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Where does our NBN tracker data come from?
The finder NBN Tracker obtains its data from the publicly available information provided by NBN Co. We also mix this with a substantial set of information provided by reputable third-parties in order to provide comprehensive information about the NBN.
Where does that 3 year plan info come from?
The finder NBN Tracker also leverages a more detailed 3-year construction plan which includes information such as indicative localities, expected build commencement dates and expected ready for service dates. We cannot provide any link for you to verify this information yourself, but we assure you that it is accurate to the best of our knowledge. Areas of our NBN tracker map shaded in orange provide a very rough visualisation of this 3 year construction plan. They are generated using the list of suburbs covered or partially covered by the plan. It is not the NBN's actual footprint and will likely change when construction commences in those areas. As you zoom into the rollout map, the orange fuzzy shades will disappear as it can only be used for a rough high-level guess. It is approximated by finding the city/town centre of each of the indicative localities.
How often is this information updated?
We try to keep all information as up-to-date as possible. But since we rely heavily on information provided by external parties, information may be delayed.
When will I get the NBN?
To find out when the NBN is arriving in your area, you'll want to head over to our NBN tracker. By entering your address into the tracker, you can check its current NBN status, whether that be Ready for Service, Build Commenced, Remediation, 3 Year Plan, Wireless Tower or not at all. You'll find an explanation of what each of those terms means in the table below:
|Ready for Service||The NBN is switched on in your area and you're eligible for its services. Note which technology is available at your address under Rollout Type and click Compare NBN plans to get started.|
|Build Commenced||The NBN rollout has begun in your area but is not quite ready. Check the Build Started date and Estimated End Date for a better idea of when the NBN will be available to you. You can also sign up for email updates through our NBN tracker to get notified when the NBN is ready in your area.|
|Remediation||Remediation occurs in an area where Telstra has leased its pits and pipes to nbnco. In these situations, nbnco has to wait on Telstra to update its infrastructure before commencing the build.|
|3 Year Plan||If your property is marked as 3 Year Plan it means there are plans to rollout the NBN in your area, but no official rollout date has been set. Check the First build expected and Last build expected dates to get a better idea of when the NBN is expected to arrive.|
What are Greenfields and Brownfields?
These terms are used to describe the rollout areas the NBN is being built into. Greenfields refers to new estates where fibre can be built alongside other utilities as the area is developed. Brownfields refers to established areas where the NBN is being rolled out.
How do I switch from ADSL to NBN?
Switching to the NBN can seem like a daunting process, but it can often be as simple as contacting your Internet service provider (ISP) and requesting to upgrade your service. If your home is NBN ready, most ISPs will transfer you to an NBN plan free of charge.
To make sure the transition goes as smoothly as possible, you'll want to read our guide on how to switch to the NBN. By following the steps within, you'll ensure the upgrade process is as straightforward and pain-free as it can be.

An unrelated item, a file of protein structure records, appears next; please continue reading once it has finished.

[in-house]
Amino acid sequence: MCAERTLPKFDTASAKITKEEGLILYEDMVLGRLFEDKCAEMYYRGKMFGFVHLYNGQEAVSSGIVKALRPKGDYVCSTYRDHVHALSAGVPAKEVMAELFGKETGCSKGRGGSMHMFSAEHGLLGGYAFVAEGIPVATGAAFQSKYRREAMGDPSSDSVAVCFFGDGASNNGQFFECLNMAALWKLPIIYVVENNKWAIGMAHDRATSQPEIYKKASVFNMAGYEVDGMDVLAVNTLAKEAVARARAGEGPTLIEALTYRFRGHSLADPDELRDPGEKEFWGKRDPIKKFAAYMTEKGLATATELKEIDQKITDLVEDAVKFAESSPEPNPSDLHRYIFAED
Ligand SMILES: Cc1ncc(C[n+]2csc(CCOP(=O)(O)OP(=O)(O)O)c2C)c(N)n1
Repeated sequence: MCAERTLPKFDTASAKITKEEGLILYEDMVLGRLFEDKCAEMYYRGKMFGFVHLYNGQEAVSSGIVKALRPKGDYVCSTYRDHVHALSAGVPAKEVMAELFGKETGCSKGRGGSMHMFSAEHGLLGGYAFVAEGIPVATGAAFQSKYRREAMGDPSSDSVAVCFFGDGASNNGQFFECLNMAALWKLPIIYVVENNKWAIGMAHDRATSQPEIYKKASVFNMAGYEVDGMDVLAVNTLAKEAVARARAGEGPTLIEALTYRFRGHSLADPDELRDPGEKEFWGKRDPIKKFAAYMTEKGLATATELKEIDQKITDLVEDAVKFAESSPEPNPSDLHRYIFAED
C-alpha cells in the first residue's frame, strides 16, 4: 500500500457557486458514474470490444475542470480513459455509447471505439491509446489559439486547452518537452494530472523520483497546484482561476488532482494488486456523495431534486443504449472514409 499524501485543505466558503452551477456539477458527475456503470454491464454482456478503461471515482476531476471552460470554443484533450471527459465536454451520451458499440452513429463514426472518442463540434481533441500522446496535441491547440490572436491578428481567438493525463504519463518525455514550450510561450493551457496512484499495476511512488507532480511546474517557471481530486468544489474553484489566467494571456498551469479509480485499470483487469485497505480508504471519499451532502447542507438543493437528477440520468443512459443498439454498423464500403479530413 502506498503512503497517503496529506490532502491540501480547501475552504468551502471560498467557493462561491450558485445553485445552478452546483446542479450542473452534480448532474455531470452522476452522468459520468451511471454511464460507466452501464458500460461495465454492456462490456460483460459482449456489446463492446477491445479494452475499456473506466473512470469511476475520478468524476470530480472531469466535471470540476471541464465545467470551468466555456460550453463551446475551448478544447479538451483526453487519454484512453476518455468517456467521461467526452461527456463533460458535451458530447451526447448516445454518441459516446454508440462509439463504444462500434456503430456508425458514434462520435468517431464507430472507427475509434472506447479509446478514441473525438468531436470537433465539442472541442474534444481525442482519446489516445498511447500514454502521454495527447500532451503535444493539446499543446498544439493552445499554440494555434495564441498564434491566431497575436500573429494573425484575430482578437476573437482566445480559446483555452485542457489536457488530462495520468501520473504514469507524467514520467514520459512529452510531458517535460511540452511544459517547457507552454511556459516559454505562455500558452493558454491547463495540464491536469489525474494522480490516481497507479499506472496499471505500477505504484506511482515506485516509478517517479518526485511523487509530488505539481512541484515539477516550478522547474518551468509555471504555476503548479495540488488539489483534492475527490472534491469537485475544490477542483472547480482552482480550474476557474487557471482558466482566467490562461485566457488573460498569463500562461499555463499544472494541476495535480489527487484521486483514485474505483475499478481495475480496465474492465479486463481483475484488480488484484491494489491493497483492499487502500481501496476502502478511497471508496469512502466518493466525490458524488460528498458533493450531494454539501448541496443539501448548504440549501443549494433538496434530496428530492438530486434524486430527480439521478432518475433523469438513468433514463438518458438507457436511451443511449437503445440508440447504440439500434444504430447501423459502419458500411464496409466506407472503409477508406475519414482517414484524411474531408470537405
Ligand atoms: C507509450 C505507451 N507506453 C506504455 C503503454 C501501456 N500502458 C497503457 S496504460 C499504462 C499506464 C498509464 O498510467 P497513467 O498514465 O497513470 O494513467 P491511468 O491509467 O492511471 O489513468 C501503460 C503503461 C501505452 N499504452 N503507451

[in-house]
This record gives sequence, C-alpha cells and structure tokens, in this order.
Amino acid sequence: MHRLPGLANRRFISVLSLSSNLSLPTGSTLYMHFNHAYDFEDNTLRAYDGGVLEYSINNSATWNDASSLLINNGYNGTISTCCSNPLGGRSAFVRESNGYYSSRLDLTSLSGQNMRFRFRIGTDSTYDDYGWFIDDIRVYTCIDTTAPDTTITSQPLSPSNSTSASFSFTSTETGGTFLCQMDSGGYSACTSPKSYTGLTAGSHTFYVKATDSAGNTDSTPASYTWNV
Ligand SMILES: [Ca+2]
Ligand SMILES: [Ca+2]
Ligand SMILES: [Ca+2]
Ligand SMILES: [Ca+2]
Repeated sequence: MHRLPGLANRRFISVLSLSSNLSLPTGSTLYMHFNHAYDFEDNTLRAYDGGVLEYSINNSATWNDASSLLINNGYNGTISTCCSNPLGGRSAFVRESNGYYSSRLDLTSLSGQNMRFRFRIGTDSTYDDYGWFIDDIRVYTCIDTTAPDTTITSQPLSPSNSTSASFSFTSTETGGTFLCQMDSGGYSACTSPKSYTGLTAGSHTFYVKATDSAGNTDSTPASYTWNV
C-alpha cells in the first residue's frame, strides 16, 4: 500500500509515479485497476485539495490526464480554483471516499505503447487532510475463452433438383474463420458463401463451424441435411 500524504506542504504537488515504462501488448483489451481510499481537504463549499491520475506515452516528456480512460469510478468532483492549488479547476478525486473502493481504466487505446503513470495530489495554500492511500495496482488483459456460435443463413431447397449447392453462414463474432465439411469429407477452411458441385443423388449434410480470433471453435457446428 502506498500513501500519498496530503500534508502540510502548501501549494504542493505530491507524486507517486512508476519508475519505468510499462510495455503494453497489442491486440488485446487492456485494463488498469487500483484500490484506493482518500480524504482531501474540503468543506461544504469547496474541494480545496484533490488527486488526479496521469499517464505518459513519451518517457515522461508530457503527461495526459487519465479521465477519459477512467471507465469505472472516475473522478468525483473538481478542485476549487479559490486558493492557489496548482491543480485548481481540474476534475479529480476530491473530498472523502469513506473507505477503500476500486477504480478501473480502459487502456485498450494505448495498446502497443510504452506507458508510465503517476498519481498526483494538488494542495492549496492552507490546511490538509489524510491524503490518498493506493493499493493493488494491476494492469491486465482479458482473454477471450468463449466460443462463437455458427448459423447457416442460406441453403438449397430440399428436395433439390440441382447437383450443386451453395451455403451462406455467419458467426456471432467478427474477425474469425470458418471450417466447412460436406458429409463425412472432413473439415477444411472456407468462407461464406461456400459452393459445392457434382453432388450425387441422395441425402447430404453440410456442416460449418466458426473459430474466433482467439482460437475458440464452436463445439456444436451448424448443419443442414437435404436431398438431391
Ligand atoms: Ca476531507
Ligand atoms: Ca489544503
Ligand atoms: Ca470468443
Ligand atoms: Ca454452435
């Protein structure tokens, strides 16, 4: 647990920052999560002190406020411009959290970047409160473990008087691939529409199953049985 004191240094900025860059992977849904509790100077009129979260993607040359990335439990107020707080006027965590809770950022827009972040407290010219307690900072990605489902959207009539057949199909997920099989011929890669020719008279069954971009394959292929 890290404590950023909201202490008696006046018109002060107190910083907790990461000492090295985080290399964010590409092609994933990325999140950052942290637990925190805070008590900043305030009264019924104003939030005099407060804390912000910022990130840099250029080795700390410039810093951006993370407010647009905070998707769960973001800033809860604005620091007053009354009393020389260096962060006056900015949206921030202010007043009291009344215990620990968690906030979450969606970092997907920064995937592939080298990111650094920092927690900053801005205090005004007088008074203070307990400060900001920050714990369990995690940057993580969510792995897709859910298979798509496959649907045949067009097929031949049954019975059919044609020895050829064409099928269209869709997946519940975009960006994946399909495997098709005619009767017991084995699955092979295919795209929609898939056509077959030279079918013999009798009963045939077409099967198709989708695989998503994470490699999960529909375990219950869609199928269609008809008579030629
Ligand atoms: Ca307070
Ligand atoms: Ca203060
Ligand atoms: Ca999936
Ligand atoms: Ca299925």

My property is NBN ready. How long do I have to switch?
Once the NBN is available at your address, you typically have about 18 months to make the switch. Existing phone and Internet services will be disconnected after that. It's important to get switched over before the cutoff date as you run the risk of losing your home phone number if you let it run over. nbnco will send you reminders leading up to the cutoff, but it's always a good idea to get it sorted nice and early.
What needs to be installed?
If your property is eligible for Fibre to the premises (FTTP), you will need to have a utility box and a connection box installed. The utility box or Premises Connection Device (PCD) is installed on an exterior wall, preferably close to the electrical meter or distribution board. It's required to be at least 410mm off the ground, 250mm away from taps, drainpipes and gas, electricity and water meters. The connection box is attached to an interior wall and is typically located opposite the exterior utility box. The connection box needs to be placed first and foremost in an accessible and visible location.
A rollout region relates to a particular area's placement in the overall construction of the NBN. For example, the Brownfields Rollout in NSW Armidale 06 is assigned the Rollout Region ID 2ARM-06. However, the Greenfields Rollout (new development) "The Foothills – Stage 1" is also geographically part of the Armidale 06 (2ARM-06) Service Area Module. However, the Rollout Region ID for this Greenfields rollout is AYCA-SQ3NT as it was sequenced and constructed separately from the primary Brownfields rollout.
Access Distribution Area
An Access Distribution Area (ADA), previously Fibre Distribution Area (FDA) or simply Distribution Area (DA), is a geographical subset of premises serviced by a common interconnection point. For NBN Fibre areas, this is an area serviced by a common Fibre Distribution Hub (FDH). For NBN Copper and NBN HFC areas, this is an area serviced by a common NBN Node.
Service Area Module
A Service Area Module (SAM), or previously Fibre Serving Area Module (FSAM), is a geographical subset of premises typically containing between 2000 — 3000 premises.
Fixed-Line Service Area
A Fixed-Line Serving Area (FSA), or previously Fibre Serving Area (FSA), is a group of Service Area Modules serviced by a common Fibre Access Node (FAN).
Wireless Serving Area
A Wireless Serving Area (WSA) consists of a group of Wireless Sites (or towers) serviced by a common Fibre Access Node (FAN).
A Wireless Site, sometimes referred to as being a Wireless Serving Area Module (WSAM), is the area serviced by a single nbn Fixed Wireless tower.
Connectivity Service Area
A Connectivity Service Area (CSA) is typically the area serviced by a single Point of Interconnect, except for Interim CSAs. Interim CSAs typically share a similar geographical footprint to its permanent counterpart but are designated to an interim Point of Interconnect.
Point of Interconnect
A Point of Interconnect (POI) is one of 121 sites around Australia where Retail Service Provider (ISPs, or phone providers) connect their network to the NBN network to service end-users.
Fibre Access Node